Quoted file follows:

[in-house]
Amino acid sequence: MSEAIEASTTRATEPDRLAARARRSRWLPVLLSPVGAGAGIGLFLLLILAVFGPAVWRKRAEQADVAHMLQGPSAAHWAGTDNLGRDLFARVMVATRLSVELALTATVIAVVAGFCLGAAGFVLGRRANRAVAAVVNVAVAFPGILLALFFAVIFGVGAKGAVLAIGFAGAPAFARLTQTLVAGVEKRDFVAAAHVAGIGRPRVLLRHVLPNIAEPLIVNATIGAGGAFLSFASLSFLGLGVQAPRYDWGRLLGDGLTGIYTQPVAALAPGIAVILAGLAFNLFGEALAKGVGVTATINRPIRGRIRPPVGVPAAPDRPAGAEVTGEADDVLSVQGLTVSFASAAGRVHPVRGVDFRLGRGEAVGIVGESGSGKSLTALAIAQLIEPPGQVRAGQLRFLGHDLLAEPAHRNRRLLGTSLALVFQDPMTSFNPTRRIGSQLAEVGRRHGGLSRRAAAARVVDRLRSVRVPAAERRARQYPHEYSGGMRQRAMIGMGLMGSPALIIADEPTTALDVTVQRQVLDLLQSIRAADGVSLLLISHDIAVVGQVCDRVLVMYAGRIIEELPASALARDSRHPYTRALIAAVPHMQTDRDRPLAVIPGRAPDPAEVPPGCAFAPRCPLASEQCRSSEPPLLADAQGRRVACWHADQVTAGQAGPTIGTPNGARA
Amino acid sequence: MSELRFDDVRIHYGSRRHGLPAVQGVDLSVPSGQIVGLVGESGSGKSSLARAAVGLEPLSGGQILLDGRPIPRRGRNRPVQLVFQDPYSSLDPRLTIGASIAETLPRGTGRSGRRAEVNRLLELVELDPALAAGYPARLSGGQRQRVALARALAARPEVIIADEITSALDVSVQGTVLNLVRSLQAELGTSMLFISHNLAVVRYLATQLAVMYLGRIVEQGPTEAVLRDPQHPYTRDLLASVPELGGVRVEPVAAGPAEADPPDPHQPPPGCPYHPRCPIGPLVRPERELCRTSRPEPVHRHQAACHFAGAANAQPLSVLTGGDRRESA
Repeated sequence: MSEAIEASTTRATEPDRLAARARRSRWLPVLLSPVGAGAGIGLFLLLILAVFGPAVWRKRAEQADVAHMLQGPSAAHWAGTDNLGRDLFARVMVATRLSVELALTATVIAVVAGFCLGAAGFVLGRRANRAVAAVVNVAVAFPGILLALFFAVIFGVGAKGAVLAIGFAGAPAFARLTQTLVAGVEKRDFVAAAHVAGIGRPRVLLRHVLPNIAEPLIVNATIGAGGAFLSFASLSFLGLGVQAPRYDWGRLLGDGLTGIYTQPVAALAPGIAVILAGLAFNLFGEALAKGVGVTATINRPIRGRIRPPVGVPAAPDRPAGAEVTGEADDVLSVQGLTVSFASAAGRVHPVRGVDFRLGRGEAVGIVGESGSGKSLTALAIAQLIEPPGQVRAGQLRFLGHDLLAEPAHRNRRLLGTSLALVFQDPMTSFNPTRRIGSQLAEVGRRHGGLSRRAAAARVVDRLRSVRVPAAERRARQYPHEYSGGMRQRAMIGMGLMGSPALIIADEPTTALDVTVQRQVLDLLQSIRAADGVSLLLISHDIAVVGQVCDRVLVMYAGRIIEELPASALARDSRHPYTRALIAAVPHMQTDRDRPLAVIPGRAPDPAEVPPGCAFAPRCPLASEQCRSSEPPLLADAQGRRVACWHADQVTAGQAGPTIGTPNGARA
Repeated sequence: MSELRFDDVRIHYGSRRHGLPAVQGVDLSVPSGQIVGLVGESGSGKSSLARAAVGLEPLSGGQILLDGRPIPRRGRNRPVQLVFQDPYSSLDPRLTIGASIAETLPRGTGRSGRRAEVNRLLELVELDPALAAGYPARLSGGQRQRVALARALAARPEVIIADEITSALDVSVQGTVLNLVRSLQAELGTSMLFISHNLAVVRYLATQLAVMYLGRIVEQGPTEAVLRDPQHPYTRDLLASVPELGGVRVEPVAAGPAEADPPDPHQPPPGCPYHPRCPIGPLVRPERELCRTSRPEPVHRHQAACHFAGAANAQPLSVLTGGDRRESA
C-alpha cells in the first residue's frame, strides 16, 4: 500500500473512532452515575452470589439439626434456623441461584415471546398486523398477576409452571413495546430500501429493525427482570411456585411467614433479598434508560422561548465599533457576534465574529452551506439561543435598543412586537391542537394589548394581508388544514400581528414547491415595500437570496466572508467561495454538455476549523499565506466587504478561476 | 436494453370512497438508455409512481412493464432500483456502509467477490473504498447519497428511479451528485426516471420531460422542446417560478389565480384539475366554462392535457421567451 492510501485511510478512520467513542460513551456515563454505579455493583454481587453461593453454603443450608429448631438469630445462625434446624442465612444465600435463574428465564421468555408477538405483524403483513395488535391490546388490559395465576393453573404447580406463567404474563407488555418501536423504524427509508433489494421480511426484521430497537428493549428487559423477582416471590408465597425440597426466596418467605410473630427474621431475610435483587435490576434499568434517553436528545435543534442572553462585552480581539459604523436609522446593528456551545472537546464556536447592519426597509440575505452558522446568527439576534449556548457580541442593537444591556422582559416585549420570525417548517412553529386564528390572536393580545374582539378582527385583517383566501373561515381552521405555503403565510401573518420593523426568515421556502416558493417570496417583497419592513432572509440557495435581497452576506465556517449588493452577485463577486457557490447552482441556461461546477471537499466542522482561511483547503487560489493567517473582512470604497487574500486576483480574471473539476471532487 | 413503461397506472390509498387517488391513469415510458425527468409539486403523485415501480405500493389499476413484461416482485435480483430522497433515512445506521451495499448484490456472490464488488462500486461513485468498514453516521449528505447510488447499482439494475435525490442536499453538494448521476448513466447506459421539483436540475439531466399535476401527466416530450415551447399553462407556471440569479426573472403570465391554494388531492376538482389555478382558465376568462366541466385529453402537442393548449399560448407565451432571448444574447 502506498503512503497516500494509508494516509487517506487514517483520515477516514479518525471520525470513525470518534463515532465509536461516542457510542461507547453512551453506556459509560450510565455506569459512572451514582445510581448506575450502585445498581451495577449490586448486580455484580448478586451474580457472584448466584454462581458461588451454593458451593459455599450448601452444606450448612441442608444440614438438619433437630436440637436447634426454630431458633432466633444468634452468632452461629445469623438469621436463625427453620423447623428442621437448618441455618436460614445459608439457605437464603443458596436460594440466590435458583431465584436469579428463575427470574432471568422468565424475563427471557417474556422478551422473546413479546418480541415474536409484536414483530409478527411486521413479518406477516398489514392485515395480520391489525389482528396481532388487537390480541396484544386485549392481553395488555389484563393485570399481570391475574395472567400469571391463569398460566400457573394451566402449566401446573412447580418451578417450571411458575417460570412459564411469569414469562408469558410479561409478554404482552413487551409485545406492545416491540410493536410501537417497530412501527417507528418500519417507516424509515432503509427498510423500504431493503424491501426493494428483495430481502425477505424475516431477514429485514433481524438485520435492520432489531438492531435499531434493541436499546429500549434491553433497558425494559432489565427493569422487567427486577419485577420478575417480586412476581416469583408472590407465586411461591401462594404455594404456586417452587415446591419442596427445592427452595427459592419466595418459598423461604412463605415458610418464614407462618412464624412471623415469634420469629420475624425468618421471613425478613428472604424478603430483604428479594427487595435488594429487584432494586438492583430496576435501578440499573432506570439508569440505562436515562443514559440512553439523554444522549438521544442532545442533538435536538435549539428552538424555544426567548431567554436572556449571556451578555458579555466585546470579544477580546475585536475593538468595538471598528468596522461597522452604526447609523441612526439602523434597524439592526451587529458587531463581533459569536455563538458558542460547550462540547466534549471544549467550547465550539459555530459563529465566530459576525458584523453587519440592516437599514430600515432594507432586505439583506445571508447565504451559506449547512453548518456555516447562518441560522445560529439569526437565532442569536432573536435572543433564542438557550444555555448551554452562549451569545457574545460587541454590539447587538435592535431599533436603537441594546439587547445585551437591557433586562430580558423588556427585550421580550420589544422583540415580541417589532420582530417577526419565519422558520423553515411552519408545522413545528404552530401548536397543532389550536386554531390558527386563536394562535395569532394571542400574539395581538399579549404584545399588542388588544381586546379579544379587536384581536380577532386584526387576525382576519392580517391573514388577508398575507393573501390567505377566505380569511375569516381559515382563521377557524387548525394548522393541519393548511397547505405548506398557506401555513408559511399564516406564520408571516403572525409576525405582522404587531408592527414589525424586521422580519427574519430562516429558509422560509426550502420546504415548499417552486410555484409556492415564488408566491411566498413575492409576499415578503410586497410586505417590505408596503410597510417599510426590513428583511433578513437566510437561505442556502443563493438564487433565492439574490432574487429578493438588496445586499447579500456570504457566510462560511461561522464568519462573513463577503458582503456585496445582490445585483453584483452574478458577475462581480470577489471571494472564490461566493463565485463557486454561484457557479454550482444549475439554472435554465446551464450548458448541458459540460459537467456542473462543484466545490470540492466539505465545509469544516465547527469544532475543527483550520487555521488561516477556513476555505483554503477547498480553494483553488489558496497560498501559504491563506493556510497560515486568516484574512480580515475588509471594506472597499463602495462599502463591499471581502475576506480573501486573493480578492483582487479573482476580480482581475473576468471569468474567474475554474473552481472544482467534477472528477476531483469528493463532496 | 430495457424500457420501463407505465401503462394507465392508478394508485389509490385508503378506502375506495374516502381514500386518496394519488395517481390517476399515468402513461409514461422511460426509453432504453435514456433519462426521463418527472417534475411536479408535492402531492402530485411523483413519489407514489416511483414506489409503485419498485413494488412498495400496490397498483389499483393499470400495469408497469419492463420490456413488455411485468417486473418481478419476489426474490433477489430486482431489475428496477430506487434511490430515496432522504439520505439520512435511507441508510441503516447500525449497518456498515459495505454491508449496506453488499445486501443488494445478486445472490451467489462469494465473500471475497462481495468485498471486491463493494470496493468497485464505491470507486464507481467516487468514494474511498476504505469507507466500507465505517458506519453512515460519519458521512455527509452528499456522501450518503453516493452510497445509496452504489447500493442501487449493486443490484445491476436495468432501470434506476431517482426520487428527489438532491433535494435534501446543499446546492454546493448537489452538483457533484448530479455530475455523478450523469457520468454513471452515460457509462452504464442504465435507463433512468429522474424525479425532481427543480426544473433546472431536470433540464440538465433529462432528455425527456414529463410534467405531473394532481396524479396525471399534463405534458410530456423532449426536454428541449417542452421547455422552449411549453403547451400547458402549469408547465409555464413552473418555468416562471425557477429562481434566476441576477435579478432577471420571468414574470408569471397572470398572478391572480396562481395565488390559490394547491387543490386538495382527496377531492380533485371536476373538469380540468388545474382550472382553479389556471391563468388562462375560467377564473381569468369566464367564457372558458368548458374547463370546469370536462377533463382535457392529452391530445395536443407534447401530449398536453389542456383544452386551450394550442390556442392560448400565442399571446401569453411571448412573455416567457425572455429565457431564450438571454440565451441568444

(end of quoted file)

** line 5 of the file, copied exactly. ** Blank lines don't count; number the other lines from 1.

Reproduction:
Repeated sequence: MSELRFDDVRIHYGSRRHGLPAVQGVDLSVPSGQIVGLVGESGSGKSSLARAAVGLEPLSGGQILLDGRPIPRRGRNRPVQLVFQDPYSSLDPRLTIGASIAETLPRGTGRSGRRAEVNRLLELVELDPALAAGYPARLSGGQRQRVALARALAARPEVIIADEITSALDVSVQGTVLNLVRSLQAELGTSMLFISHNLAVVRYLATQLAVMYLGRIVEQGPTEAVLRDPQHPYTRDLLASVPELGGVRVEPVAAGPAEADPPDPHQPPPGCPYHPRCPIGPLVRPERELCRTSRPEPVHRHQAACHFAGAANAQPLSVLTGGDRRESA